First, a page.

I have moved a lot over the past 15 years. I have moved houses, moved cities, moved countries and continents. Each place I have lived has very different vibes – from the rural home I spent my formative years with vegetable gardens and chickens to the Toronto loft in the junction. It is likely that each place affected my health ways in myriad ways. Like the student flat that definitely had mould issues, the fatal shooting a block from my Toronto home, and the frost bite I endured when waiting for a bus during a polar vortex in Ottawa and the shockingly poor water quality in London.
But does your neighbourhood affect your mental health?
I think my neighbourhood can affect my mood and mental health. Weathering the pandemic in London was challenging (so many people, so little space). The slivers of parkland were slim tethers to sanity when the world was shrunk to our immediate surroundings.
I have been very interested in understanding how place can affect our mental health.
I know I felt different in each of my neighbourhoods but it is hard to know what exactly in these neighbourhoods made me feel connected, supported, happy, and healthy.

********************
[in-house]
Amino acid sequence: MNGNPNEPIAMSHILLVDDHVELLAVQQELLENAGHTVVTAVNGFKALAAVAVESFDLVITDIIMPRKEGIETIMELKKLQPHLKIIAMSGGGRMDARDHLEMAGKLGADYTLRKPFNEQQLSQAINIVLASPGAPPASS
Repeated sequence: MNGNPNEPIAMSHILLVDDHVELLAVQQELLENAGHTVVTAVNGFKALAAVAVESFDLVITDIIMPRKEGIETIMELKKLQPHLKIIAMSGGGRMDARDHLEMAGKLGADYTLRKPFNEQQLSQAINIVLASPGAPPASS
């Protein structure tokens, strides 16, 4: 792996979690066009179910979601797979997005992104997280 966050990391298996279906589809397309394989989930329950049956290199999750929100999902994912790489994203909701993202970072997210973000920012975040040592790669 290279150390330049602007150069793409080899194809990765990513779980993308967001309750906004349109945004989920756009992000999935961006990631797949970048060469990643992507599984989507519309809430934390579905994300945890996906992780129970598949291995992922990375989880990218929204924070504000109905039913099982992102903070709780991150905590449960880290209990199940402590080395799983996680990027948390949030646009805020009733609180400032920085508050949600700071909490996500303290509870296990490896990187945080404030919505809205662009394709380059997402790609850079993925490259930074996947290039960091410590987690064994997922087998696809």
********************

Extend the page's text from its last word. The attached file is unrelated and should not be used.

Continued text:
In this new paper, published this week in Psychological Medicine, looks at a range of neighbourhood factors to see if they are linked to suicidal thoughts and attempts.
This is a complicated question because many people live in areas with people with similar characteristics. This makes it hard to untangle if higher levels of suicidal thoughts and attemps are because of the characteristics of the individuals clustered in that neighbourhood – compositional or if it is aspects of the neighbourhoodthat lead to high rates – contextual.
For example, if we compare two areas of Stockholm (where this research was conducted) there are some very expensive neighbourhoods. Most people who can afford to live in these areas have high incomes, higher educations, and more likely to be Swedish-born. These are all individual characteristics. However, these areas tend to have better transit lines, more green spaces, and tend to be considered “nice and desirable” places to live. In contrast, there are other areas that feel “sketchy.” They may have visible signs of neighbourhood neglect or deprivation. These are also areas where rents are cheaper, so people with lower incomes tend to live in these under-resourced places.
In this study, we found that a lot of the neighbourhood variation in suicidality was explained by the clustering of people with similar characteristics (compositional). That said, higher levels of neighbourhood deprivation and lower average trust in neigbours also increased rates of suicidal thoughts and attempts.
This research was started by one of my brilliant MSc students – Kavya Ashok and other colleagues at UCL and the Karolinska Institutet.